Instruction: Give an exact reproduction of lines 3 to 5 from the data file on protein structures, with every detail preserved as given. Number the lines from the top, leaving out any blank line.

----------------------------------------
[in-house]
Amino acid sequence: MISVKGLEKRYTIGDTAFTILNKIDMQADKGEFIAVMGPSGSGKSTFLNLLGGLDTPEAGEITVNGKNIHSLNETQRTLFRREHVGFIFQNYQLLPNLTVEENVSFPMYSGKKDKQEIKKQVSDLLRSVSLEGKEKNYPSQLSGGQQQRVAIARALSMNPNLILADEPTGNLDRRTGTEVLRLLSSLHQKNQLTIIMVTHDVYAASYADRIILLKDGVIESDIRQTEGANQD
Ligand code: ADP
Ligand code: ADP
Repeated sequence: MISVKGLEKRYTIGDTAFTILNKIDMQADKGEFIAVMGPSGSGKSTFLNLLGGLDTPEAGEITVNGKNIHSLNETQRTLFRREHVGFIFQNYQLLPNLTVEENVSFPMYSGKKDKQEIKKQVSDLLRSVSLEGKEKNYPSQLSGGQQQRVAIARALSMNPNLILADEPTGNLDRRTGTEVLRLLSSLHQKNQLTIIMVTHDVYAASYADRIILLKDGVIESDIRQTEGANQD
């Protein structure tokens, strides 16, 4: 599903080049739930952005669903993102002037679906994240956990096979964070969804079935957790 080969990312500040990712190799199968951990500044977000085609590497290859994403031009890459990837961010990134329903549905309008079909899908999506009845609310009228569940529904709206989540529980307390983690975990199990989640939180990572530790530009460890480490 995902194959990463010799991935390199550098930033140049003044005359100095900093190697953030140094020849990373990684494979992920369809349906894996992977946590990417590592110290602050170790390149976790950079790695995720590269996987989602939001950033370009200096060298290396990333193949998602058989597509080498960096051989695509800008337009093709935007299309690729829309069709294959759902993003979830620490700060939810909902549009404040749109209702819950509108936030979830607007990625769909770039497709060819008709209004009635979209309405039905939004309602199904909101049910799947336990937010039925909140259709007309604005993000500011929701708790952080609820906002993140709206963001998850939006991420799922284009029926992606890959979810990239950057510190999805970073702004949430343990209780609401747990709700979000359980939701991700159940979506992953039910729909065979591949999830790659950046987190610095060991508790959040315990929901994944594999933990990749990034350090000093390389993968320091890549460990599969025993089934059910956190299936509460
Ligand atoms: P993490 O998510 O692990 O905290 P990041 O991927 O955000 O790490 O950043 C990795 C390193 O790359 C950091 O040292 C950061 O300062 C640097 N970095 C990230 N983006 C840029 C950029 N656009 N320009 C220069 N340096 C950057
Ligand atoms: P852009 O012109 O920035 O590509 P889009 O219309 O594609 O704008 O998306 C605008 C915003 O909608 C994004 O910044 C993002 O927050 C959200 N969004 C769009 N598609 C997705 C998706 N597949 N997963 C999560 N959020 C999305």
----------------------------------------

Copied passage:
Ligand code: ADP
Ligand code: ADP
Repeated sequence: MISVKGLEKRYTIGDTAFTILNKIDMQADKGEFIAVMGPSGSGKSTFLNLLGGLDTPEAGEITVNGKNIHSLNETQRTLFRREHVGFIFQNYQLLPNLTVEENVSFPMYSGKKDKQEIKKQVSDLLRSVSLEGKEKNYPSQLSGGQQQRVAIARALSMNPNLILADEPTGNLDRRTGTEVLRLLSSLHQKNQLTIIMVTHDVYAASYADRIILLKDGVIESDIRQTEGANQD